Masthead graphic based on a painting by Gudrun Thriemer.

Monday, June 02, 2008

David McNeill and Greg Vanderbilt, "Martyrs for peace," Japan Focus, May 31, 2008

“All we did was post fliers, the same as soba restaurants or pizza delivery shops and other services. Why are those people not arrested? Because we were posting antiwar leaflets. In other words, the political message is the problem. But what if we were distributing leaflets telling the SDF troops to keep going in Iraq? That would be fine, right? So we can only conclude that [the police] are selectively eliminating ideas they don’t agree with.”

Prisoners of conscience, communists, antiwar activists, martyrs for Japan’s tottering pacifist constitution: Obora Toshiyuki, Onishi Nobuhiro and Takada Sachimi have been called many things since February 2004.

In the world of right-wing bloggers, they represent the dying strains of a 60-year-old refrain: no matter how the world changes, Japan must stay out of international conflict and remain true to a yellowing document written under US occupation in 1947. For others, including supporters who contributed 3-4 million yen to their legal fees, they are the stubborn keepers of the antiwar flame, the personification of pacifist ideals in the face of huge odds.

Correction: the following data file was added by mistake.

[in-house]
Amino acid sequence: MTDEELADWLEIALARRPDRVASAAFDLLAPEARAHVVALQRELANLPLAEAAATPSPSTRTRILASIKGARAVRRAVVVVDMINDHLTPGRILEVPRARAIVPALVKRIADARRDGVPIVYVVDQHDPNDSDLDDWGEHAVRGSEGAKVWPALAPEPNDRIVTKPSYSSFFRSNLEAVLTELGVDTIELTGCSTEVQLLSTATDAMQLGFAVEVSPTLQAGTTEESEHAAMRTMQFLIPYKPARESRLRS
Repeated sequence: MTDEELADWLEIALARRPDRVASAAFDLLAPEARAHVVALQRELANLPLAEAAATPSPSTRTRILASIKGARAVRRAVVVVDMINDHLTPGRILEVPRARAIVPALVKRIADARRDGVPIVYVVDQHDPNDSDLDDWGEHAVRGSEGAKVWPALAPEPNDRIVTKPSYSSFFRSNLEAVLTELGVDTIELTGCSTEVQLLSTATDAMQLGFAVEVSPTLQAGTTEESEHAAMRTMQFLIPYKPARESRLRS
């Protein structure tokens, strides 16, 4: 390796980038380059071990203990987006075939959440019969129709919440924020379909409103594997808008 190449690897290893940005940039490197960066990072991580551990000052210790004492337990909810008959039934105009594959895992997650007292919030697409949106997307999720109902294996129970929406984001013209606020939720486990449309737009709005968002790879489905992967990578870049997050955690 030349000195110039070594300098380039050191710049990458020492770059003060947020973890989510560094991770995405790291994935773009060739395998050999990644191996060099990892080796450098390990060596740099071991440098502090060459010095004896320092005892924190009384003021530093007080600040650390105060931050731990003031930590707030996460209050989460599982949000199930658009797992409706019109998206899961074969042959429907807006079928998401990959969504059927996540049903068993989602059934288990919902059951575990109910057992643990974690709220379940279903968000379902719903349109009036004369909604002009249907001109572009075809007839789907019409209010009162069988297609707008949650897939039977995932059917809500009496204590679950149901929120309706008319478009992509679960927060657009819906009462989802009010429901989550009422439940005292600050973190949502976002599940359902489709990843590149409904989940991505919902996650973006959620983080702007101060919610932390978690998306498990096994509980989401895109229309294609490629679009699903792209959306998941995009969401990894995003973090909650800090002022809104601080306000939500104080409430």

This epic struggle received scant attention, however, in a Supreme Court ruling in April that convicted the three of trespassing in a Tachikawa Self-Defence Force (SDF) housing compound, says Obora. In a recent interview in the cramped makeshift office of a tiny antiwar group, Tachikawa Tent Village, he and Onishi shared their thoughts on the verdict.

Read the article and interview here =>
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